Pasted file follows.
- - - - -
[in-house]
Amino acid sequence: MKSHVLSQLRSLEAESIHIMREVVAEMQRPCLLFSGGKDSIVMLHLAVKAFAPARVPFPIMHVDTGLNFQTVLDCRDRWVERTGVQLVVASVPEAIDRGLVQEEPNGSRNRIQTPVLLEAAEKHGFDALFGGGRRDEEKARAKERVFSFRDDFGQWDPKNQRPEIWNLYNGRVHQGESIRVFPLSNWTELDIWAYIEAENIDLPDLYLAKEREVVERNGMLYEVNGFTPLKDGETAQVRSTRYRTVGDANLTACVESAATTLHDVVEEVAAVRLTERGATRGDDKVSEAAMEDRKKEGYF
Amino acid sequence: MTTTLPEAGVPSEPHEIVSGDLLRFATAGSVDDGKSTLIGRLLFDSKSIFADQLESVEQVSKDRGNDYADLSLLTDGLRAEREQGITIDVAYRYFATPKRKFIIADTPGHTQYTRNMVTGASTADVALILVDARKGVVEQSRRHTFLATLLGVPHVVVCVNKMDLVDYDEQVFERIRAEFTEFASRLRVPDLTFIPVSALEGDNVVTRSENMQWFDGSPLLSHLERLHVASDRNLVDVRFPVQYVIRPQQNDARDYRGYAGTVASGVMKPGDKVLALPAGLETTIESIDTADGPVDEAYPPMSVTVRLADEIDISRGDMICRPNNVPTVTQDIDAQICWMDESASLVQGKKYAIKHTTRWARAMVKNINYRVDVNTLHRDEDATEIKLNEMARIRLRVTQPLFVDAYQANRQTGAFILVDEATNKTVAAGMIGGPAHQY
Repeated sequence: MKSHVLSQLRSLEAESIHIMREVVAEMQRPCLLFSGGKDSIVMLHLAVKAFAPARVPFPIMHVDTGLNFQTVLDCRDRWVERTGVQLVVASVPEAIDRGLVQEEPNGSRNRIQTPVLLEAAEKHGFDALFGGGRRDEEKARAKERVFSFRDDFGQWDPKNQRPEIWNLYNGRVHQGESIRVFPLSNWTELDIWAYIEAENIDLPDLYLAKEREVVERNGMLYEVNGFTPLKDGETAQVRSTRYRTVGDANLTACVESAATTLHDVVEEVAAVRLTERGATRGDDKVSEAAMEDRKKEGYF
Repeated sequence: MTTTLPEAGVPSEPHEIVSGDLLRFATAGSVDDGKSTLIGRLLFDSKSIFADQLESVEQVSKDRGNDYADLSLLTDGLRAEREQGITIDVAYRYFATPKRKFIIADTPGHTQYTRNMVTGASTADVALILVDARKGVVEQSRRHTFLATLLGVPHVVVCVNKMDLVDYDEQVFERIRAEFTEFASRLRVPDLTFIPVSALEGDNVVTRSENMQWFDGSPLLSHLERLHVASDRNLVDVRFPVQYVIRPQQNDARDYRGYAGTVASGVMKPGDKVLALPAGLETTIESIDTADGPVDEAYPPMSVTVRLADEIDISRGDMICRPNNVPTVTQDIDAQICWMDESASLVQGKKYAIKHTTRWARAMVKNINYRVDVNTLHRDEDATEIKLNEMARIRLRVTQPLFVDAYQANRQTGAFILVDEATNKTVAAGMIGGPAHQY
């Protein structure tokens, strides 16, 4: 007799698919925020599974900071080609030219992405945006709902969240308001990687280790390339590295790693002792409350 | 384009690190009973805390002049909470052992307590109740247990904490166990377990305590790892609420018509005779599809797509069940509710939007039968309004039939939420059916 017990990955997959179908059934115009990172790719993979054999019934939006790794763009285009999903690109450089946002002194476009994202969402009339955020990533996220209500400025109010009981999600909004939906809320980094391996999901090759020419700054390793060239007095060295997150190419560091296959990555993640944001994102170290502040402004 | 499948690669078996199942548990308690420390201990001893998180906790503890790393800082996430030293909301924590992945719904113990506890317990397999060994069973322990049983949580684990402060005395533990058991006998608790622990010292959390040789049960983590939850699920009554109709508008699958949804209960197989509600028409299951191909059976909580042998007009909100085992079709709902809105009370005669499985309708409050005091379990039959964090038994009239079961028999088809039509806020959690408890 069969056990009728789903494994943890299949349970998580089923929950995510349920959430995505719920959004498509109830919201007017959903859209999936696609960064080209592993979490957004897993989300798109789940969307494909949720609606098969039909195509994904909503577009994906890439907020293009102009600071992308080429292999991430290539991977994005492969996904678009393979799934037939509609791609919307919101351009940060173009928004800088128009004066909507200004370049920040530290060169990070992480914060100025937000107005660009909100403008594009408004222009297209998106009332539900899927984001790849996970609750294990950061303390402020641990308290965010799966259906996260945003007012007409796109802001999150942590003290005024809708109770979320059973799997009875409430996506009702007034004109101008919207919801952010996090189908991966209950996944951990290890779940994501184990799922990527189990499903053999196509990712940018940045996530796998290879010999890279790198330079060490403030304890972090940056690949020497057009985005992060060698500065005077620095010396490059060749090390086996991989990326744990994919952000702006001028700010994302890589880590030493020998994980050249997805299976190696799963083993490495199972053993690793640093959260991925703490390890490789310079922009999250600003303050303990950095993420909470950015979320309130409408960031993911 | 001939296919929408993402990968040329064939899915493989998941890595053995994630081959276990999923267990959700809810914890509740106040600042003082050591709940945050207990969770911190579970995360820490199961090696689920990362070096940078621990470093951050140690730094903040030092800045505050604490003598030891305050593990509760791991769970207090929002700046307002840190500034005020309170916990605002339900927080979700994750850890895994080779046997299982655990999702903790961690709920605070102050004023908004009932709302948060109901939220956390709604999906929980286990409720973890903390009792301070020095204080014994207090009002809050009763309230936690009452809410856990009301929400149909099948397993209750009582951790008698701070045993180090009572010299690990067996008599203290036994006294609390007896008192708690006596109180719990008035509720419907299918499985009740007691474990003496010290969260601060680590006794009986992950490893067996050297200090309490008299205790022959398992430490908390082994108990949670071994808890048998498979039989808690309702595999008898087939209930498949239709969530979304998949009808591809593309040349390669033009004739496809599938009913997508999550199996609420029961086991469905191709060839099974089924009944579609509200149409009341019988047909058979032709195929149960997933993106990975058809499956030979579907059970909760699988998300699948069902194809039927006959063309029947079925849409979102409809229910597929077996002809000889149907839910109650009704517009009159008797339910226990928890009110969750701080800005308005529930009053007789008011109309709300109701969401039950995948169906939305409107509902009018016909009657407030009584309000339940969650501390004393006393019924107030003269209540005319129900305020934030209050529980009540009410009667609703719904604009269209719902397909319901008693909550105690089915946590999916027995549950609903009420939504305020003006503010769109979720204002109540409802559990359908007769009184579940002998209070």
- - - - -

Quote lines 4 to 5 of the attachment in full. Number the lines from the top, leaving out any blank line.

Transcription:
Repeated sequence: MKSHVLSQLRSLEAESIHIMREVVAEMQRPCLLFSGGKDSIVMLHLAVKAFAPARVPFPIMHVDTGLNFQTVLDCRDRWVERTGVQLVVASVPEAIDRGLVQEEPNGSRNRIQTPVLLEAAEKHGFDALFGGGRRDEEKARAKERVFSFRDDFGQWDPKNQRPEIWNLYNGRVHQGESIRVFPLSNWTELDIWAYIEAENIDLPDLYLAKEREVVERNGMLYEVNGFTPLKDGETAQVRSTRYRTVGDANLTACVESAATTLHDVVEEVAAVRLTERGATRGDDKVSEAAMEDRKKEGYF
Repeated sequence: MTTTLPEAGVPSEPHEIVSGDLLRFATAGSVDDGKSTLIGRLLFDSKSIFADQLESVEQVSKDRGNDYADLSLLTDGLRAEREQGITIDVAYRYFATPKRKFIIADTPGHTQYTRNMVTGASTADVALILVDARKGVVEQSRRHTFLATLLGVPHVVVCVNKMDLVDYDEQVFERIRAEFTEFASRLRVPDLTFIPVSALEGDNVVTRSENMQWFDGSPLLSHLERLHVASDRNLVDVRFPVQYVIRPQQNDARDYRGYAGTVASGVMKPGDKVLALPAGLETTIESIDTADGPVDEAYPPMSVTVRLADEIDISRGDMICRPNNVPTVTQDIDAQICWMDESASLVQGKKYAIKHTTRWARAMVKNINYRVDVNTLHRDEDATEIKLNEMARIRLRVTQPLFVDAYQANRQTGAFILVDEATNKTVAAGMIGGPAHQY